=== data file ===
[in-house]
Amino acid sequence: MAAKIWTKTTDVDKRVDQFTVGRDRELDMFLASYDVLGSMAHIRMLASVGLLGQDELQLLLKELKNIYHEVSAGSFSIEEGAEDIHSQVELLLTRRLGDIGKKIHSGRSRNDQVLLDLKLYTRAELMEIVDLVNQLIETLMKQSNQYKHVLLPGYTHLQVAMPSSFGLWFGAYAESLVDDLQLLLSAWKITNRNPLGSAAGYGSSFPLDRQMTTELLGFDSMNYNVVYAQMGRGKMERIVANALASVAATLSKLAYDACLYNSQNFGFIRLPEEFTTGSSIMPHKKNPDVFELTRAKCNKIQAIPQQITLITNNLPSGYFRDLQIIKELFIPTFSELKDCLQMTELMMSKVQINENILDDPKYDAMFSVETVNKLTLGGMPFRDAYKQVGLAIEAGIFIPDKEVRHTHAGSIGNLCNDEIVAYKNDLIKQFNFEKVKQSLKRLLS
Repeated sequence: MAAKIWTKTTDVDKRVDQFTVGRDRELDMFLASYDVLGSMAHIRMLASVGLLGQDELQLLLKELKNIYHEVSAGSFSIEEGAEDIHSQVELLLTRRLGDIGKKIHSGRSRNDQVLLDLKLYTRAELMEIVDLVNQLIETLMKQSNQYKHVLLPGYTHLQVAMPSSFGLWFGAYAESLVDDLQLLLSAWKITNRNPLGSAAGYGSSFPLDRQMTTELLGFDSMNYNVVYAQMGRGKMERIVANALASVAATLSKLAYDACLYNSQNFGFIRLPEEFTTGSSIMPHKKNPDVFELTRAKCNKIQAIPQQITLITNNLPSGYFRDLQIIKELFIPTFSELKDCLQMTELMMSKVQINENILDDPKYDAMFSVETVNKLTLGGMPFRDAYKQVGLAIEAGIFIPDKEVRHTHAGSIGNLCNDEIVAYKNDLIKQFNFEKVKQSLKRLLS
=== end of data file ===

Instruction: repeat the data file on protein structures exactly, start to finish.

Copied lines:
[in-house]
Amino acid sequence: MAAKIWTKTTDVDKRVDQFTVGRDRELDMFLASYDVLGSMAHIRMLASVGLLGQDELQLLLKELKNIYHEVSAGSFSIEEGAEDIHSQVELLLTRRLGDIGKKIHSGRSRNDQVLLDLKLYTRAELMEIVDLVNQLIETLMKQSNQYKHVLLPGYTHLQVAMPSSFGLWFGAYAESLVDDLQLLLSAWKITNRNPLGSAAGYGSSFPLDRQMTTELLGFDSMNYNVVYAQMGRGKMERIVANALASVAATLSKLAYDACLYNSQNFGFIRLPEEFTTGSSIMPHKKNPDVFELTRAKCNKIQAIPQQITLITNNLPSGYFRDLQIIKELFIPTFSELKDCLQMTELMMSKVQINENILDDPKYDAMFSVETVNKLTLGGMPFRDAYKQVGLAIEAGIFIPDKEVRHTHAGSIGNLCNDEIVAYKNDLIKQFNFEKVKQSLKRLLS
Repeated sequence: MAAKIWTKTTDVDKRVDQFTVGRDRELDMFLASYDVLGSMAHIRMLASVGLLGQDELQLLLKELKNIYHEVSAGSFSIEEGAEDIHSQVELLLTRRLGDIGKKIHSGRSRNDQVLLDLKLYTRAELMEIVDLVNQLIETLMKQSNQYKHVLLPGYTHLQVAMPSSFGLWFGAYAESLVDDLQLLLSAWKITNRNPLGSAAGYGSSFPLDRQMTTELLGFDSMNYNVVYAQMGRGKMERIVANALASVAATLSKLAYDACLYNSQNFGFIRLPEEFTTGSSIMPHKKNPDVFELTRAKCNKIQAIPQQITLITNNLPSGYFRDLQIIKELFIPTFSELKDCLQMTELMMSKVQINENILDDPKYDAMFSVETVNKLTLGGMPFRDAYKQVGLAIEAGIFIPDKEVRHTHAGSIGNLCNDEIVAYKNDLIKQFNFEKVKQSLKRLLS